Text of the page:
A recent conference presentation at AGU (reported here) while confirming that global sea level is indeed rising (in line with other estimates), showed that Arctic sea levels may actually be falling. On the face of it these preliminary results are a little puzzling (though note that this isn’t yet a properly peer reviewed paper, and so may not reflect what ends up in the journal), but it does reveal some of the complexities in analysing sea level in relatively small enclosed basins and so a brief overview of the different factors involved is probably useful.
Firstly, where is this new data from? The ERS-2 satellite has a ‘radar altimeter’ similar to that flown on the TOPEX/ POSEIDON (and now JASON) satellites and it works by beaming down a radar pulse and seeing how long it takes to come back. These techniques are remarkably accurate (down to a few cm’s and can give accuracy in trends to a few tenths of mm per year averaged over large areas). However the Arctic and Antarctic present special problems due to the poorer coverage near the pole (nothing above 82ºN for instance) and, of course, the presence of sea ice. The ‘sea level’ being talked about is that of the water in between the ice floes, and so the data must be very carefully sorted to yield only the open water values (i.e. where there is no floating ice). This clearly removes the majority of the data and must make any Arctic-wide estimates much more uncertain than the global numbers outside of the polar regions). There is also the possibilty that the analysis has still not removed all sources of contamination in the trend – there may be a seasonal bias (since open water has increased more in summer than winter) or the thinning of the ice cover means that any residual ice contamination could make it look incorrectly like ‘sea’ levels were falling. These issues will obviously be considered in greater depth in any actual publication.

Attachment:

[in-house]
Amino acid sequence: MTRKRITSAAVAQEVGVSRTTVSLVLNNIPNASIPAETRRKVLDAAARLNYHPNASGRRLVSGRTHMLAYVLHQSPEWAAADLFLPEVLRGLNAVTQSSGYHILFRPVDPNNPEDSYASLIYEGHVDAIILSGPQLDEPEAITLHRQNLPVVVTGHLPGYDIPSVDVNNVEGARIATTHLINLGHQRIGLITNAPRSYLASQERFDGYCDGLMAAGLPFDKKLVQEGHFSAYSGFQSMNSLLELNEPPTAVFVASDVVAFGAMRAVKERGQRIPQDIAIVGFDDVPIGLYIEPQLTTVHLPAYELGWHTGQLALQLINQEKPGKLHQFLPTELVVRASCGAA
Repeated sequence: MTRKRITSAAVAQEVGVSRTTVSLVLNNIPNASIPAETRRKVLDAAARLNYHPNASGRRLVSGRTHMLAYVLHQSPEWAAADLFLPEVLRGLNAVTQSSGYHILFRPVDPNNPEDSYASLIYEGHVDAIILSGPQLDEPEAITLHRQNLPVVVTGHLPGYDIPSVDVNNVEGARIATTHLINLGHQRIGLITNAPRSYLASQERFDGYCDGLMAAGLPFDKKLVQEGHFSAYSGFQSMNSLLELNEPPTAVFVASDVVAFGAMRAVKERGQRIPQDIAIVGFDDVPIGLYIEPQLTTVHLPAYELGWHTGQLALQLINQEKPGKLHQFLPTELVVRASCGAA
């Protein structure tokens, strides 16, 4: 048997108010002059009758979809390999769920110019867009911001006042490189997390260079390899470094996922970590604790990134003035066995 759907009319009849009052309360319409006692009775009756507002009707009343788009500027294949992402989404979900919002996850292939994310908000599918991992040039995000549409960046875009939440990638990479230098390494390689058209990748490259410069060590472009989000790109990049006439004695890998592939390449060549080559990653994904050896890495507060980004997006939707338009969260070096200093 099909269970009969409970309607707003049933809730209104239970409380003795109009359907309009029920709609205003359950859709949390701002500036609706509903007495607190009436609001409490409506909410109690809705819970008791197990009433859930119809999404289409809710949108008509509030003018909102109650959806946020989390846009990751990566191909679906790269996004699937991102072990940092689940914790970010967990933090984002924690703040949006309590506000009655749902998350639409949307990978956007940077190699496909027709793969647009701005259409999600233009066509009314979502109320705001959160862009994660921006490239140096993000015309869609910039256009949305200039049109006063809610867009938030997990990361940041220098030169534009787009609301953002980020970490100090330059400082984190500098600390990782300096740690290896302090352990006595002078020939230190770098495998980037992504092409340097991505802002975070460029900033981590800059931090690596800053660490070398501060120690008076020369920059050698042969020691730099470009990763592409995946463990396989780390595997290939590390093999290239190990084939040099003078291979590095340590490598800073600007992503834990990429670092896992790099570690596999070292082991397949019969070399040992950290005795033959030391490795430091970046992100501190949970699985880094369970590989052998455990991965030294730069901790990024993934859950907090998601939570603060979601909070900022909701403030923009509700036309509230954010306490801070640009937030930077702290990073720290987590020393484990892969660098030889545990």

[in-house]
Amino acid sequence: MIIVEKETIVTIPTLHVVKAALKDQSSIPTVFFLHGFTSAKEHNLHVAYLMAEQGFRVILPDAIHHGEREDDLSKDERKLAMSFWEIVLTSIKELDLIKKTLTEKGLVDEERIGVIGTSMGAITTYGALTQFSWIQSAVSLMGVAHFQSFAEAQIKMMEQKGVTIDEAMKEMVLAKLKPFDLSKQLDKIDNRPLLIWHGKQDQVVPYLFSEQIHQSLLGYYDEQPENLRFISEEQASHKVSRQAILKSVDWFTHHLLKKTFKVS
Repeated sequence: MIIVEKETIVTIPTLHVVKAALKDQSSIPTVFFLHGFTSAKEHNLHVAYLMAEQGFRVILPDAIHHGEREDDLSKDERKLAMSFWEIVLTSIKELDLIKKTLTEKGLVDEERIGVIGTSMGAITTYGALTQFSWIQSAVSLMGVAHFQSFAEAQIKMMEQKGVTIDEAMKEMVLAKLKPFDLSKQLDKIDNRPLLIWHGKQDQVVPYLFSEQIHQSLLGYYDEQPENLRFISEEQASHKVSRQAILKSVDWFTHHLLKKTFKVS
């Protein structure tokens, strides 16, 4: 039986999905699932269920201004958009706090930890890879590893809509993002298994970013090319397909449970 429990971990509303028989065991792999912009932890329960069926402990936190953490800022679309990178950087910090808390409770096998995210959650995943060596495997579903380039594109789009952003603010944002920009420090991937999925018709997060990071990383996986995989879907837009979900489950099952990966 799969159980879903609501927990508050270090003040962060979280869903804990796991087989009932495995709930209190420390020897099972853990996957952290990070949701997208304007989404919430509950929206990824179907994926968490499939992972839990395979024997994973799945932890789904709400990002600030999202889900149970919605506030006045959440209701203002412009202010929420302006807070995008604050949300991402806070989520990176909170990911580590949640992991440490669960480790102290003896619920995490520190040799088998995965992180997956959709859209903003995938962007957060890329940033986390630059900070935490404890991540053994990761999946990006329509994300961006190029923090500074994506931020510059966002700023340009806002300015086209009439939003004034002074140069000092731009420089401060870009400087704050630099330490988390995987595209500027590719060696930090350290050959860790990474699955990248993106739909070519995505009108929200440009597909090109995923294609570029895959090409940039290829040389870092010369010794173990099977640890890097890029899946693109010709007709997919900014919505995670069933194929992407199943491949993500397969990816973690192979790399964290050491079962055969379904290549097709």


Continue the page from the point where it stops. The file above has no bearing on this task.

But what if the numbers are roughly correct? What would that mean?
Well, sea level in any part of the ocean is a function of the density of the water (which is affected by its salt content and temperature), but also the local currents, pressure and wind patterns. In this analysis, one of the confounding elements in many assessments; the movement of the land due to the recovery from the last ice age or from subsurface geological/volcanic activity – is not a factor since the measurements are taken with respect to the geoid, not any nearby land stations. The Arctic appears to have freshened in recent decades which on its own would lead to a very slight increase in sea level. This is true whether the freshwater comes from land (in which case it is just adding to the total water in the ocean), or whether it is due to sea ice melting (which contrary to popular belief, does – very slightly – add to sea level rise due to the relative freshness of sea ice compared to the (denser) salty ocean water it displaces). Arctic sea water as a whole does not appear to be warming much (since most of the available heat goes into melting ice, rather than raising temperatures), but it is conceivable that changes to the thermal and saline profiles in depth (as a function of changes in, for instance, the Atlantic inflow) might cause some adjustment of sea level. However the bigger effect is most likely to be dynamic, and related to how much water the winds ‘pile up’ in various places. One example of this effect is associated with the dominant westerlies in the mid-latitude regions. There ‘Ekman drift’ causes water to pile up in the sub-tropics rather than the sub-polar gyres leading to about a meter difference in sea level across the Gulf Stream/North Atlantic Drift (higher to the south). Thus a long term increase in the westerlies (as has been seen in recent decades) could cause an increase in that effect, actually lowering the Arctic sea level. Other changes in wind patterns could conceivably have similar effects. Additionally, changes in sea level pressure can have a direct ‘inverse barometer’ effect on the sea level (a 1 mb sustained increase would lead to about a 1 cm decrease in sea level).
All of these mechanisms can (and no doubt will) be assessed for their possible contribution to this result and it may hold up. It is however extremely unlikely to change any results on the global scale – which as I noted above are completely in line with the other satellite and tide gauge estimates.